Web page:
Any suitable hydroxyl polyester may be used, such as, for example, the reaction product of a polycarboxylic acid and a polyhydric alcohol. Any suitable polycarboxylic acid may be used in the preparation of the hydroxyl polyester, such as, for example, adipic acid, succinic acid, sebacic acid, suberic acid, oxalic acid, methyl adipic acid, glutarie acid, pimelic acid, azelaic acid, phthalic acid, terephthalic acid, isophthalic acid, thiodipropionic acid, maleic acid, fumaric acid, citraconic acid, itaconic acid and the like. Any suitable polyhydric alcohol may be used in the reaction with the polycarboxylic acid to form a polyester such as, for example, ethylene glycol, propylene glycol, butylene glycol, neopentyl glycol, amylene glycol, hexanecliol, bis (hydroxymethyl -cyclohexane) and the like. The hydroxyl polyester may contain urethane groups, urea groups, amide groups, chalkogen groups and the like. Thus, the hydroxyl terminated polyester includes, in addition to hydroxyl terminated polyesters, also hydroxyl terminated polyester amides, polyester urethanes, polyetheresters, and the like. Any suitable polyester amide may be used, such as, for example, the reaction product of a diamine or an amino alcohol with any of the compositions set forth for preparing polyesters. Any suitable amine may be used, such as, for example, ethylene diamine, propylene diamine, tolylene diamine and the like. Any suitable amino alcohol such as, for example, fl-hydroxy ethyl amine and the like may be used. Any suitable polyester urethane may be used such as, for example, the reaction product of any of the above-mentioned polyesters or polyester amides with a deficiency of an organic polyisocyanate to produce a compound having terminal hydroxyl groups. Any of the polyisocyanates set forth hereinafter may be used to prepare such compounds.

Any suitable polyetherester may be used as the organic compound containing terminal hydroxyl groups, such as, for example, the reaction product of an ether glycol and a polycarboxylic acid, such as those mentioned above with relation to the preparation of polyesters. Any suitable ether glycol may be used such as, for example, diethylene glycol, triethylene glycol, 1,4-phenylene-bis-hydroxy-ethyl ether, 2,2-diphenyl propane-4,4-bis-hydroxyl ethyl ether and the like.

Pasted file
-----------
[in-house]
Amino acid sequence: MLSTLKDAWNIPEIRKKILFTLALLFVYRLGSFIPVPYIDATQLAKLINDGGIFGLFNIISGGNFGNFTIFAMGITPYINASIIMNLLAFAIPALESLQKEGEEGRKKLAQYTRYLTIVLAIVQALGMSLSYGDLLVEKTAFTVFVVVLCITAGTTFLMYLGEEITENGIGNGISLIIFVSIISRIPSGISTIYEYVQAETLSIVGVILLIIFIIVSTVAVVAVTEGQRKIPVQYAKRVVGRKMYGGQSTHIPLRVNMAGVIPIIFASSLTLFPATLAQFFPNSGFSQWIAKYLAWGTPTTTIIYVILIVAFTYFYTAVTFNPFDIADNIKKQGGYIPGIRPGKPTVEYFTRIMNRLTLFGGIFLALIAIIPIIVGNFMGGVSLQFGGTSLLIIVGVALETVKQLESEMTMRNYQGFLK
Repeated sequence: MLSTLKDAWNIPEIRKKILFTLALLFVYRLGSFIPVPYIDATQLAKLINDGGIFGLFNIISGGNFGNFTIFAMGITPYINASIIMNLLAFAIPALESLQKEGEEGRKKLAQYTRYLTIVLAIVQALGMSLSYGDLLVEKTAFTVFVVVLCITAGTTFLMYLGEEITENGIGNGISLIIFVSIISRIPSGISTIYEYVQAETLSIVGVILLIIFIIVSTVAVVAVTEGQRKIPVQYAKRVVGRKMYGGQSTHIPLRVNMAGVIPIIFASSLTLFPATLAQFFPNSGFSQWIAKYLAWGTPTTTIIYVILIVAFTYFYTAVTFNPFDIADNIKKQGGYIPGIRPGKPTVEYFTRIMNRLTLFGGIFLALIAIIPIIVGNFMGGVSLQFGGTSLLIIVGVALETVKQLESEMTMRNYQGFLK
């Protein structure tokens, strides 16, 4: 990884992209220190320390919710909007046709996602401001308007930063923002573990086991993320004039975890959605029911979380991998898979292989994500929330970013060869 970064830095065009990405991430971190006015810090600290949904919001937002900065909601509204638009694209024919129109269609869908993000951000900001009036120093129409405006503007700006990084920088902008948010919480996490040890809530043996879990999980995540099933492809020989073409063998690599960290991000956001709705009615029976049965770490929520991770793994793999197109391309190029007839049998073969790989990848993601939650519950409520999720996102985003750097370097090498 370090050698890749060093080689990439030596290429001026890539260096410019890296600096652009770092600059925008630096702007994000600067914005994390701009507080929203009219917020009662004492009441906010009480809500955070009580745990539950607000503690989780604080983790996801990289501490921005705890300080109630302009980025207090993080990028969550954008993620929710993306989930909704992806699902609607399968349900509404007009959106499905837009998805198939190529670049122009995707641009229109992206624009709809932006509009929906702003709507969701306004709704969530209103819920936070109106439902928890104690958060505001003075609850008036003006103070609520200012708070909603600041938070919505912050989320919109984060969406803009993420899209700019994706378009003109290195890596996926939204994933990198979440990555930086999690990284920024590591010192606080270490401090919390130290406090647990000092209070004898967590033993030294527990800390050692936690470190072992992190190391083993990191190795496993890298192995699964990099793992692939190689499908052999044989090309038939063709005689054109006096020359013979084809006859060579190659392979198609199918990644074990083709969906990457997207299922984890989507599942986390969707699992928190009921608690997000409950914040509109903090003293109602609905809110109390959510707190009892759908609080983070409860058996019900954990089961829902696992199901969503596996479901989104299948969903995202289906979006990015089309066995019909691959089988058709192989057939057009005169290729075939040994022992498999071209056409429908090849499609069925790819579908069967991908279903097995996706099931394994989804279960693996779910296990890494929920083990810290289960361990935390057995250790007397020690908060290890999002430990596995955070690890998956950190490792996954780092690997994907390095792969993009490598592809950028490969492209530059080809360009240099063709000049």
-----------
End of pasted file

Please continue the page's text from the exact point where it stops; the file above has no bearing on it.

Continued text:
Any suitable polyhydric polyalkylene ether may be used such as, for example, the condensation product of an alkylene oxide with a small amount of a compound containing active hydrogen containing groups such as, for example, water, ethylene glycol, propylene glycol, butylene glycol, amylene glycol, trimethyol propane, glycerine, pentaerythritol, hexanetriol and the like. Any suitable alkylene oxide condensate may also be used such as, for example, the condensates of ethylene oxide, propylene oxide, butylene oxide, amylene oxide and mixtures therepolyurethane containing the lubricat-.

of. The polyalkylene ethers prepared from tetrahydrofuran may be used. The polyhydric polyalkylene ethers may be prepared by any known process, such as, for example, the process described in Wurtz in 1859 and in the Encyclopedia of Chemical Technology, volume 7, pages 257-262, published by Interscience Publishers in 1951 or in U.S. Patent 1,922,459.

Any suitable polyhydric polythioether may be used, such as, for example, the reaction product of one of the aforementioned alkylene oxides used in the preparation of the polyhydric polyalkylene ether with a polyhydric thioether, such as, for example, thiodiglycol, 3,4-dihydroxy propyl sulfide, 4,4-dihydroxy butyl sulfide, 1,4-(,8- hydroxy ethyl) phenylene dithioether and the like.